It depends how far past the expiry it is, and how it's been stored. Different types of developers also degrade at different rates. Some developers will work just fine for years after their expiry date, others may be completely useless after a few months.
The first noticeable difference would be in the development time. Old developer will take longer, so you would need to experiment to figure out the required development times.
Once a developer gets completely past it though, you just won't be able to get a decent image from it, no matter how long you develop for.
If you under-develop the film because you've used an old developer and haven't compensated for this with longer development time, then there's nothing you can do about it. After fixing, you can't go back and give it another go in the developer. Your negative will be thin, and you won't be able to get decent contrast in the final print.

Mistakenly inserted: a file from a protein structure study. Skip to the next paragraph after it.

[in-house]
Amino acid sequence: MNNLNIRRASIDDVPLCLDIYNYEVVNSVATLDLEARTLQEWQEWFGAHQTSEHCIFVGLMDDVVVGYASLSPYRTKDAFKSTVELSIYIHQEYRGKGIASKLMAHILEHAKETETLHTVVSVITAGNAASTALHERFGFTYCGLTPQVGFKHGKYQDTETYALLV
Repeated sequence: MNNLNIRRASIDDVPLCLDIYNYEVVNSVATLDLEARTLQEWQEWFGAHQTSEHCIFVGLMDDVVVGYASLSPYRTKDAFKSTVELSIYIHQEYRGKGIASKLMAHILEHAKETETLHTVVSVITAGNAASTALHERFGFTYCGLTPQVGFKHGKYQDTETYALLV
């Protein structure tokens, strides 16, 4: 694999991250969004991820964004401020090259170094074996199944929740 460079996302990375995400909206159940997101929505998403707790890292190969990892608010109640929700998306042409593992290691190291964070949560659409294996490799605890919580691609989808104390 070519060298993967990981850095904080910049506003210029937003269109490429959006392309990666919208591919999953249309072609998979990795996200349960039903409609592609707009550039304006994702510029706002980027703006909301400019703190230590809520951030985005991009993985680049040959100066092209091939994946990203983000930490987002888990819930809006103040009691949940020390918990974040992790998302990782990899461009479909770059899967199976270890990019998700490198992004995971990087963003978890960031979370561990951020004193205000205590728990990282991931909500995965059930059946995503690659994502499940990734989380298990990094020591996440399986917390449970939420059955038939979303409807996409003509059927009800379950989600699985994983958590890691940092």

Having said all that, it'll either work properly or it won't. If after some experimentation you find your developer is still giving you a good image, then it's fine. You don't need to worry that it's past it's official expiry. It won't cause your negatives to degrade faster or anything like that.
To improve the lifespan of your film chemicals. You should...
- Keep them somewhere cold and dark. The colder the better, as long as it's above freezing.
- Keep air out of the containers. If you don't have one of those concertina type containers, you can just squeeze in the sides of the regular bottle, to remove as much air as possible before sealing the lid.